People living today in the small town of San Andres, Peru, have Greeks to thank for the fact that they are alive today.
Because of them, and the local women they married, they have lived to tell the tale of what happened during a horrific massacre which occurred during the 1880 war between Peru and Chile.
This tale of love and the cruelty of war all began in San Andres, a small village on the Pacific coast of Peru.
In 1880, Chilean soldiers invaded San Andres and began an indiscriminate slaughter of the entire population of the town. But living among the Peruvians were seven Greek merchant mariners. During their travels to the west coast of the Americas, they had come to like Peru and they decided to leave their ship and stay behind in San Andres.
Some of them married local Peruvian women and started new families.
When the Chilean massacre began, all the Greek men gathered in one house, presumably with their in-laws and friends, and locked the doors. They all waited out the invasion together, in safety but in anguish, hearing the horrific sounds outside, and not knowing what could possibly be in store for them as well.
The Chilean soldiers succeeded in completely wiping out the Peruvian population of San Andres, but — miraculously — did not go near the house which was flying the Greek flag.
The descendants of those seven original Greek sailors, now of the 6th, 7th and some of the 8th generation, who now number approximately 650, constitute the Greek community (“Colonia Griega”) of San Andres.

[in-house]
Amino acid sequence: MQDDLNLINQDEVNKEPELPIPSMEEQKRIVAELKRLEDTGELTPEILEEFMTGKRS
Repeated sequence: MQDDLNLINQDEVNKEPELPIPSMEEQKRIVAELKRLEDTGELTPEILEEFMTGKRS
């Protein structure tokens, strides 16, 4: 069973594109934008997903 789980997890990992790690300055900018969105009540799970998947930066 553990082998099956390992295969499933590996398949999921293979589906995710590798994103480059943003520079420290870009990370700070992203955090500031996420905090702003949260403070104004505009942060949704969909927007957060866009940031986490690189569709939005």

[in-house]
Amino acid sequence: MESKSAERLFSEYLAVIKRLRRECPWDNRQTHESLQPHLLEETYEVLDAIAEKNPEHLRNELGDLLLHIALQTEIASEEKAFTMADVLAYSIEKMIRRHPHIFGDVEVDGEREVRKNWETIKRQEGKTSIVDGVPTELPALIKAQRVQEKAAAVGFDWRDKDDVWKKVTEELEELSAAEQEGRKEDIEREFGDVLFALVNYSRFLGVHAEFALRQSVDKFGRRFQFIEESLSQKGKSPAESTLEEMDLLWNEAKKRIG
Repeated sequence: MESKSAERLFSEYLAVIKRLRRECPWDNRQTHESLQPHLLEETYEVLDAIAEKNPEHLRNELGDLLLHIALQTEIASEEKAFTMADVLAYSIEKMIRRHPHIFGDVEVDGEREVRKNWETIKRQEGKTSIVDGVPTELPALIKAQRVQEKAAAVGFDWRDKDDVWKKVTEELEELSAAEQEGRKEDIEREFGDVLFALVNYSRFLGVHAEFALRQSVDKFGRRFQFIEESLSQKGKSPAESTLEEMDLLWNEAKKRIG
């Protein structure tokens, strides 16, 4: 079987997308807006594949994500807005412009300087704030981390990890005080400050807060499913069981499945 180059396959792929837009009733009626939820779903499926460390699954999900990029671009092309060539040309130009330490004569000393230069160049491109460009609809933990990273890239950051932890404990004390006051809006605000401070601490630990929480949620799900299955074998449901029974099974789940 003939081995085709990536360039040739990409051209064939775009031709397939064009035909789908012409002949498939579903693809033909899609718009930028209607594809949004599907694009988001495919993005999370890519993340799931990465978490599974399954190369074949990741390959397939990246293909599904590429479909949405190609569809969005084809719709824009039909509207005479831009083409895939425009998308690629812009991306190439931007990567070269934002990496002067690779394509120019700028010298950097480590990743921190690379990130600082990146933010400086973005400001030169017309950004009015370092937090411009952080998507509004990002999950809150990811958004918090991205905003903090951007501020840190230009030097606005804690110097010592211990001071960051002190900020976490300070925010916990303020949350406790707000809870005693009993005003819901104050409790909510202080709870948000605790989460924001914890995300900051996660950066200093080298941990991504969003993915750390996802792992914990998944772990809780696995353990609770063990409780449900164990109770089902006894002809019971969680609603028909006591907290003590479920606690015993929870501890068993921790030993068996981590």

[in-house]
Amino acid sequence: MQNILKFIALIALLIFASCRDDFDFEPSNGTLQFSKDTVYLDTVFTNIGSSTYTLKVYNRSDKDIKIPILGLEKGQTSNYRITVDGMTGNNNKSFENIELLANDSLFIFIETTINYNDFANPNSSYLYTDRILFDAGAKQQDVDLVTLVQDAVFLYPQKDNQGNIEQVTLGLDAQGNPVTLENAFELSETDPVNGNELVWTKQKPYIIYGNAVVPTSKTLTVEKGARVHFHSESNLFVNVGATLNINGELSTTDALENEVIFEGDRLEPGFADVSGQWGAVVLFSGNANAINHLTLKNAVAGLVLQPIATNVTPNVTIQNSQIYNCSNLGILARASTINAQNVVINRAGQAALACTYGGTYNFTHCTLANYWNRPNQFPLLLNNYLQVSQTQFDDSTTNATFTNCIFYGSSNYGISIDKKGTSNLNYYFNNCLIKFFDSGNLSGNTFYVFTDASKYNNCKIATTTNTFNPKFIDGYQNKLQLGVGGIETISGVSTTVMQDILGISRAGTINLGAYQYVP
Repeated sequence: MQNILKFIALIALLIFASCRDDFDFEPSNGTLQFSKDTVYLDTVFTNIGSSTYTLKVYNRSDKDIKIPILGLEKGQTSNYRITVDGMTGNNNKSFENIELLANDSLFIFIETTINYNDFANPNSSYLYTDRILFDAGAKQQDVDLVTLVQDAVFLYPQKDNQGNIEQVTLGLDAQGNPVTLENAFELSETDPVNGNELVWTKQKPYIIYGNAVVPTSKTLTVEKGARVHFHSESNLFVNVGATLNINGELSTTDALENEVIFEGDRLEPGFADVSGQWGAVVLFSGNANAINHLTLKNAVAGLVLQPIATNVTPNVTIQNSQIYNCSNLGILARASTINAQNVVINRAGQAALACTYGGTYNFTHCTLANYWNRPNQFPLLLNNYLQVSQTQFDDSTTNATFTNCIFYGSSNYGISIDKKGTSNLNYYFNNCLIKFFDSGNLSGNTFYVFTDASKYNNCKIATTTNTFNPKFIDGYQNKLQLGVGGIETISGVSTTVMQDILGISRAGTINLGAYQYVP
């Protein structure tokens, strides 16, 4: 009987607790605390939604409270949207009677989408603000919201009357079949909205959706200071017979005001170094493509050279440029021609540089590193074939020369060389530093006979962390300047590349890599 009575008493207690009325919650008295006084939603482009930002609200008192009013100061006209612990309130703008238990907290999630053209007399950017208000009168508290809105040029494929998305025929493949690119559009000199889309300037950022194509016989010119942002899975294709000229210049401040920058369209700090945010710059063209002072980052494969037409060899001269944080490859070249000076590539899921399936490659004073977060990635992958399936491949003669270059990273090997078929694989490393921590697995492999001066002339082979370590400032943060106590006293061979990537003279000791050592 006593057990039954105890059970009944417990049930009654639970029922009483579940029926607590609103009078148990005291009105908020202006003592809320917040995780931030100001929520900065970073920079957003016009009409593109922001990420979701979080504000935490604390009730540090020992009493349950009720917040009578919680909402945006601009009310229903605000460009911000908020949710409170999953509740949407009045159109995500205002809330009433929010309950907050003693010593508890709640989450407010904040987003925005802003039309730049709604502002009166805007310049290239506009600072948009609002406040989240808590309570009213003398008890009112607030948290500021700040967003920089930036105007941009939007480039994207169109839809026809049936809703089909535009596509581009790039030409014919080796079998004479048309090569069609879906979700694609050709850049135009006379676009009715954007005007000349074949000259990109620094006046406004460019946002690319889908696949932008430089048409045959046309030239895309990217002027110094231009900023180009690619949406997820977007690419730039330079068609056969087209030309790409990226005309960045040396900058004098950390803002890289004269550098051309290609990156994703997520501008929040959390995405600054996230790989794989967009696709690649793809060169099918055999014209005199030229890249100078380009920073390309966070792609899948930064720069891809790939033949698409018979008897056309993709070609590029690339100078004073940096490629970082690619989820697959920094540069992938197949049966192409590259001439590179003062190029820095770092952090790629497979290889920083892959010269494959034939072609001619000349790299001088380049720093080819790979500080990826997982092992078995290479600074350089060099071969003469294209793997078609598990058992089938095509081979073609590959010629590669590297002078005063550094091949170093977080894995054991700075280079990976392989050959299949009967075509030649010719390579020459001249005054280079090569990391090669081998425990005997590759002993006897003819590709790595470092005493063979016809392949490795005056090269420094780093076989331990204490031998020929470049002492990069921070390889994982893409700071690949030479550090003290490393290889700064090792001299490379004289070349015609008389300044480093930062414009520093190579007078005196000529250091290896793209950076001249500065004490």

There are approximately one thousand Greeks living in Lima, Peru today, many of them the descendants of this tight-knit community which had lived through so much.
Most Peruvian Greeks have never been to Greece. Yet every year, they not only commemorate the day the lives of their ancestors were spared, but they celebrate several other Greek days as well – March 25th, October 28th, Pascha, and others.
Surnames such as Komninos, Gikas, Papafavas, Falkonis, and Constantinou are the most common last names in San Andres. Many of the descendants don’t look overly Greek in appearance, since there has been intermarriage with Peruvians for many generations.
But the deep ties to the Greek homeland remain strong. When they hand a grandmother the Greek flag to hold before hoisting it on the flagpole, she clutches it with deep emotion, shouting ”Mi sangre, mi sangre” (My blood!, my blood!). Watch the video below: